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Blog Tour Review - To Cage A God by Elizabeth May

 Blog Tour Review - To Cage A God by Elizabeth May To cage a god is divine. To be divine is to rule. To rule is to destroy. Using ancient secrets, Galina and Sera’s mother grafted gods into their bones. Bound to brutal deities and granted forbidden power no commoner has held in a millennia, the sisters have grown up to become living weapons. Raised to overthrow an empire―no matter the cost. With their mother gone and their country on the brink of war, it falls to the sisters to take the helm of the rebellion and end the cruel reign of a royal family possessed by destructive gods. Because when the ruling alurea invade, they conquer with fire and blood. And when they clash, common folk burn. While Sera reunites with her estranged lover turned violent rebel leader, Galina infiltrates the palace. In this world of deception and danger, her only refuge is an isolated princess, whose whip-smart tongue and sharp gaze threaten to uncover Galina’s secret. Torn between desire and duty, Galina mus

Review - The Marvellers by Dhonielle Clayton

Review - The Marvellers by Dhonielle Clayton

Eleven-year-old Ella Durand is the first Conjuror to attend the Arcanum Training Institute, a magic school in the clouds for Marvellers from around the world. Ella discovers that being the first isn't easy but she finds friendship in fellow misfits Brigit, a girl who hates magic, and Jason, a boy with a fondness for magical creatures and support from her Elixirs teacher, Masterji Thakur.

Then the notorious Ace of Anarchy escapes prison, supposedly with a Conjuror's aid, and Ella finds herself as the prime suspect. Worse, Masterji Thakur mysteriously disappears while away on a research trip. With the help of her friends and her own growing powers, Ella must find a way to clear her family's name and track down her mentor before it's too late.

A truly marvellous read!

The Marvellers pulled me in right from the start with a New Orleans setting perfectly suited to a supernatural, magical feel as young Ella Durand prepares herself for magic school, the Arcanum Training Institute. But magic schools, and particularly outsiders heading off to a magic school they know little about, is such a staple of children's fiction, I headed into the book wondering and hoping that The Marvellers would bring something new to the genre.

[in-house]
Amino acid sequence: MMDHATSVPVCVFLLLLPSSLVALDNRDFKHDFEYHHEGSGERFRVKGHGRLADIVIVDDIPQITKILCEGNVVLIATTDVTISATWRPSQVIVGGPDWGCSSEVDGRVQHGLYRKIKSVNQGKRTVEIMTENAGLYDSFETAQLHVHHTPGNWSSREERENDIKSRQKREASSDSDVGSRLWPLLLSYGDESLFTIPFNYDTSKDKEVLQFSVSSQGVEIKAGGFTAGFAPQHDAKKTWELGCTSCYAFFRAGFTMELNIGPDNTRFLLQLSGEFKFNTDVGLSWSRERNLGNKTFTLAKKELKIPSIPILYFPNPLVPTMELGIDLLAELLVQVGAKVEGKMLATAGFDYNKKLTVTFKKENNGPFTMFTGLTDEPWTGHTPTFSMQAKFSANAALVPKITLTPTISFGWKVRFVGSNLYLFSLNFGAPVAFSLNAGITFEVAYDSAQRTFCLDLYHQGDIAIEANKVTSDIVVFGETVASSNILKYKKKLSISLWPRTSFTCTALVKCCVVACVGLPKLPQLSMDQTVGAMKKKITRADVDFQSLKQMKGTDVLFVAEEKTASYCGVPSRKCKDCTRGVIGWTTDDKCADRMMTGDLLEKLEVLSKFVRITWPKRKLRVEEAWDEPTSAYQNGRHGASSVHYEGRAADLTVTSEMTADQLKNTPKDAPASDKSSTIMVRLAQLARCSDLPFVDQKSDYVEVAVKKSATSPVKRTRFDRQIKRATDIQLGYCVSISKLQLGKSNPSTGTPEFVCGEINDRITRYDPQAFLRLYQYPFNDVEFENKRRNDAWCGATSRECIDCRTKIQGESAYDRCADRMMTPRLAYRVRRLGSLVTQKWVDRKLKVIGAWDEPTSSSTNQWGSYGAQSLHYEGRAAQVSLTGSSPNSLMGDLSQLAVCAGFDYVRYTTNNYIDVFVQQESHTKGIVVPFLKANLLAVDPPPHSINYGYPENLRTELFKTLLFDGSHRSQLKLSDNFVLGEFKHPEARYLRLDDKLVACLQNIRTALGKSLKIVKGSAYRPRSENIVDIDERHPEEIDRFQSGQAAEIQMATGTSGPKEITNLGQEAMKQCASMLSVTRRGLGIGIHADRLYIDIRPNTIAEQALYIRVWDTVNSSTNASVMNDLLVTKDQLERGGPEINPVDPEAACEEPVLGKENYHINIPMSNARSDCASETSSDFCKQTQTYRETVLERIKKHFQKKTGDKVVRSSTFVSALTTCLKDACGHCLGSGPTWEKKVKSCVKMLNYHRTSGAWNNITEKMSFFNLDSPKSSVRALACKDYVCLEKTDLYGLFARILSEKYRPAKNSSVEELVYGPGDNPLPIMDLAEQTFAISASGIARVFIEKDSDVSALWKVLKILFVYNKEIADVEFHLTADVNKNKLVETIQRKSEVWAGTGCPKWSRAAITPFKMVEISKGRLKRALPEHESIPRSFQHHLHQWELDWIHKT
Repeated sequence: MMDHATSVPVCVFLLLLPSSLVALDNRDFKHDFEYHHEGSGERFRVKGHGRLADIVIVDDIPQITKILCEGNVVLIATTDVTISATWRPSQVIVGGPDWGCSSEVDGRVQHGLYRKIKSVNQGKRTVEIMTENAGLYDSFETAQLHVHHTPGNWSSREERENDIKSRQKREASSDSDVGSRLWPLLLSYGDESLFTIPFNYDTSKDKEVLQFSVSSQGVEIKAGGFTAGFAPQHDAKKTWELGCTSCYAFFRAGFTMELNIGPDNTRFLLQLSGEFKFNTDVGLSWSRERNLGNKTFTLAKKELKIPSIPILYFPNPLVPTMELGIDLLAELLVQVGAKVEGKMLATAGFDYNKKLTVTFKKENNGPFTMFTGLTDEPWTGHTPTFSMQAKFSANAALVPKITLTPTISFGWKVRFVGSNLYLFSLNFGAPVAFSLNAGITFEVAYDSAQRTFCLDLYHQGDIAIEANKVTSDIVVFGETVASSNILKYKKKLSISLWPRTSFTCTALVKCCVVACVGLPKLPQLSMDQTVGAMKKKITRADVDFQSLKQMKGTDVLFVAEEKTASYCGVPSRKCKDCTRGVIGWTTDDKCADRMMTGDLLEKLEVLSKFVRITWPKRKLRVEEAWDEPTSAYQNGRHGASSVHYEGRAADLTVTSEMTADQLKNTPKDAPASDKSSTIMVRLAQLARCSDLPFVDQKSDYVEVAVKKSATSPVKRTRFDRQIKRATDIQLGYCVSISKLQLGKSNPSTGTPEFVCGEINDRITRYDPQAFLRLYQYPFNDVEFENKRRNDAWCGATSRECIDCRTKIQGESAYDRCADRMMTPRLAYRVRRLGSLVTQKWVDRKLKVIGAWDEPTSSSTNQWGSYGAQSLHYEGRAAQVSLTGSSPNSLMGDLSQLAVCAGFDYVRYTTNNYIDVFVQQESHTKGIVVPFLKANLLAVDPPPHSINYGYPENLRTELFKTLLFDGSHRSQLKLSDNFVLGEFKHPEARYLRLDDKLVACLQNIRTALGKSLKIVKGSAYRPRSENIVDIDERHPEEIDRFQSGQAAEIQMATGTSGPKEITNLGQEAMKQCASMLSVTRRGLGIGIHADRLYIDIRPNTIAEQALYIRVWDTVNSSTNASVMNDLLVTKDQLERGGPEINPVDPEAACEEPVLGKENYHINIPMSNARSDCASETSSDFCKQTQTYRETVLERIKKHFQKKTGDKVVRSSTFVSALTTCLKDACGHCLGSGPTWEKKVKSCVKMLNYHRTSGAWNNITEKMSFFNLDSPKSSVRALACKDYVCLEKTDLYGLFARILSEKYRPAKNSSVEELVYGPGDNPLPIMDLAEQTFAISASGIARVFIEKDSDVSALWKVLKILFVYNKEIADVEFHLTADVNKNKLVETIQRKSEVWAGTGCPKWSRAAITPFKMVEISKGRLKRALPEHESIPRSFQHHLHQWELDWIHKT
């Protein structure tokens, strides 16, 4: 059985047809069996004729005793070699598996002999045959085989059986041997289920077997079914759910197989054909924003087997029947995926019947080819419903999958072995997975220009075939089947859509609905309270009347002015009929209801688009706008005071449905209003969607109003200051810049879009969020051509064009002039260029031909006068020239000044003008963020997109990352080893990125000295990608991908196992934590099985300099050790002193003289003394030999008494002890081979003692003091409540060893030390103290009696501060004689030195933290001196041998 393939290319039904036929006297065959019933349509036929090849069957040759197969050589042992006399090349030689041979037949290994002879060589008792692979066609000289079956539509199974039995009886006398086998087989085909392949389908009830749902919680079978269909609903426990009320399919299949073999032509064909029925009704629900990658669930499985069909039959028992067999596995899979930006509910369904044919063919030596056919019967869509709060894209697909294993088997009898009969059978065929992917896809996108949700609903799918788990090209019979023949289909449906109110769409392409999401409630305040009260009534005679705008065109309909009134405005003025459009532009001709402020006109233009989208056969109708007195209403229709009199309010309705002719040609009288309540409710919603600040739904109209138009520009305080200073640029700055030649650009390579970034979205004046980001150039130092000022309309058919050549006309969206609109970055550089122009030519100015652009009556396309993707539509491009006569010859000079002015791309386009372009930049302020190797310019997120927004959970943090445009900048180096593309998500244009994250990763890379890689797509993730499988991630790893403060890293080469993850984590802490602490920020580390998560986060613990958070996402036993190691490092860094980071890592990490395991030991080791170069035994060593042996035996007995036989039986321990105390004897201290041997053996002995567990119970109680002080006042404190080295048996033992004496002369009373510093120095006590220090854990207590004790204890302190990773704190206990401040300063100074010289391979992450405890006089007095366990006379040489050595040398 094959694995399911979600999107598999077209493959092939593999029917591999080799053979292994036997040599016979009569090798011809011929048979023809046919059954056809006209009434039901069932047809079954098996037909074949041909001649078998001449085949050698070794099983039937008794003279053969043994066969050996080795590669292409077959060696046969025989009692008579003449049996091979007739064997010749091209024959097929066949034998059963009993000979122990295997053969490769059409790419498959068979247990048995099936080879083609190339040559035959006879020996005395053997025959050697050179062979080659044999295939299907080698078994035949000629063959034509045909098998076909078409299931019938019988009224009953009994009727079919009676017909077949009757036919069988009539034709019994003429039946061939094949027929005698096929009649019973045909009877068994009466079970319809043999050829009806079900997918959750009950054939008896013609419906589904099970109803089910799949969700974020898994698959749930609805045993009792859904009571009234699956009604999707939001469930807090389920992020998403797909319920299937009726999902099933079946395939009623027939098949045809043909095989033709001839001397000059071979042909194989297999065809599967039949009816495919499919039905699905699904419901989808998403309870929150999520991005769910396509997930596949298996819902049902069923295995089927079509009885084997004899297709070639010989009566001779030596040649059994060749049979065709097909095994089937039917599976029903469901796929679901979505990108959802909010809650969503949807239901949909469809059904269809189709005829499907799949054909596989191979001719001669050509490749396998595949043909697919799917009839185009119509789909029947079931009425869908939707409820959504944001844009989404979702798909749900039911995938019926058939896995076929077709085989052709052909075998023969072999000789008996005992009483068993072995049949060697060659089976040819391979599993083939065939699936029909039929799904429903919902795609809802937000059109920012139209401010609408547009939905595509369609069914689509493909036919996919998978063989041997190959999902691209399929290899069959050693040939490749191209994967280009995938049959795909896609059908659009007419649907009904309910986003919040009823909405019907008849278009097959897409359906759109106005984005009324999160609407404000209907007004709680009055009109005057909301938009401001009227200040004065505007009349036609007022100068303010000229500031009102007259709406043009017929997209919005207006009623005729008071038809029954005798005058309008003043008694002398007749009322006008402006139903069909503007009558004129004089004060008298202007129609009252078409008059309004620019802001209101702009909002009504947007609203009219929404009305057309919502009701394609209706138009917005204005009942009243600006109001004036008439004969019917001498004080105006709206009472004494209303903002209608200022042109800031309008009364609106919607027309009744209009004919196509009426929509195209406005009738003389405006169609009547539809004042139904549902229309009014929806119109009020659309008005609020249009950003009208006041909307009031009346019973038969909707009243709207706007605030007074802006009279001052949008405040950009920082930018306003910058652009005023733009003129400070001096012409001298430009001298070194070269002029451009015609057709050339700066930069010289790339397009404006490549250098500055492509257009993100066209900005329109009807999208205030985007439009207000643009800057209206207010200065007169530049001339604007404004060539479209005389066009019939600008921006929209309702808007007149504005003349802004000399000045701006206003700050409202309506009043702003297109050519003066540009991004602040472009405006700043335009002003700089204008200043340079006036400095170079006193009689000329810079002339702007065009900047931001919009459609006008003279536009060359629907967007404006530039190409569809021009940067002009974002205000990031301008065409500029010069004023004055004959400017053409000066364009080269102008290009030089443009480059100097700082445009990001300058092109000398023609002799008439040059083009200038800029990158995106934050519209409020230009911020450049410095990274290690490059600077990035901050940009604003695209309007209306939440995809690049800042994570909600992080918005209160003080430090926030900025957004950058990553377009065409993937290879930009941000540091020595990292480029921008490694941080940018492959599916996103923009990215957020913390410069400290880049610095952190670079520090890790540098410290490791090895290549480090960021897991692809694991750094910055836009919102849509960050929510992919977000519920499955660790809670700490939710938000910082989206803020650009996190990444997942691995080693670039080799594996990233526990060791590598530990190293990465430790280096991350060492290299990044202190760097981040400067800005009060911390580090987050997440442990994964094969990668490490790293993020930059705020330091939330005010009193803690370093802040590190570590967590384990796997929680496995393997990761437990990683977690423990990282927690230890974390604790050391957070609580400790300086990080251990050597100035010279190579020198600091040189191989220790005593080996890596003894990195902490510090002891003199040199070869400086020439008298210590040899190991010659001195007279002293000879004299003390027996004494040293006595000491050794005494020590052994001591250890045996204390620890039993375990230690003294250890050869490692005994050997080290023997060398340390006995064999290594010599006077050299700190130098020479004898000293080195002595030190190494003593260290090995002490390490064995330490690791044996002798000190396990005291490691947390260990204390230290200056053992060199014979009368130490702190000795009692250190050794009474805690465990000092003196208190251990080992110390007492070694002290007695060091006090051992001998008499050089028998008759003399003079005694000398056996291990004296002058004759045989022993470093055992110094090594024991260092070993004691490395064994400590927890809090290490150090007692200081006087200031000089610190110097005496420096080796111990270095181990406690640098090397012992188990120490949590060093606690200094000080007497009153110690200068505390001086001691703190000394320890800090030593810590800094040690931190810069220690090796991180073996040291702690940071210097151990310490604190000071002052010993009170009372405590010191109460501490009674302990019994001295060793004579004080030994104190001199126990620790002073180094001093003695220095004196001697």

And I'm pleased to report that it does! The most immediate and obvious element is the diversity it brings and how well it delivers it. There's plenty of racial diversity within the Arcanum Training Institute, with pupils and teachers from all over the world bringing their distinctive cultural elements into the mix, from marvel styles and approaches to cuisine, and it feels like a very rich and diverse culture. But it quickly becomes obvious that there are other divisions in this otherwise idyllic society that mirror some of the divisions in our own. Ella isn't from a Marveller family, she's a Conjuror, something that might look the same to a casual observer but is treated as wholly different and untrustworthy, if not outright dangerous! 

The way this is presented throughout the book really is fantastic. Ella's father had to fight legal battles to overturn the rules keeping Conjurors out of the institute, though his daughter is the only one who actually goes to attend. Once there she faces prejudice in the form of whispers and unpleasant notes, petty vandalism, but also discrimination from many of the teachers and staff, being punished for small acts that other students do unnoticed. You can really see how snide and secretive many of the forms of discrimination are, little acts of spite and pettiness that are hard to point a finger at but contribute to a general feeling of being unwelcome. You also see the pressures on Ella to be the best, because expectations and standards are greater for her than for her peers. It's clever, it's subtle and it gets a powerful message across to readers.

I love the richness of the world too, and I can't wait to explore more of it in future books. There's enough in there about Marvellous cities and about the history of the place to keep me gripped and eager to learn more. 

I really loved Brigit, with her sarky and pretty unpleasant attitude to the place, which to be fair did nothing to deserve much more from her. Seeing her character grow and develop, and how this was largely due to Ella's support and friendship, was really lovely. I felt like every smile or kind word from Brigit was a major breakthrough and I was living for them!

I absolutely loved the idea of a magical (or marvellous) Commedia Dell'Arte! I think that would just be the most superb thing, and I'd love to see it explored more too. With that and the New Orleans flavoured land of the dead, there are some amazing thematic elements of this book.

A rich, diverse and fascinating book!


The Marvellers by Dhonielle Clayton is published on 5th January 2023 by Piccadilly Press.

I was given a review copy via Netgalley in return for an honest review.


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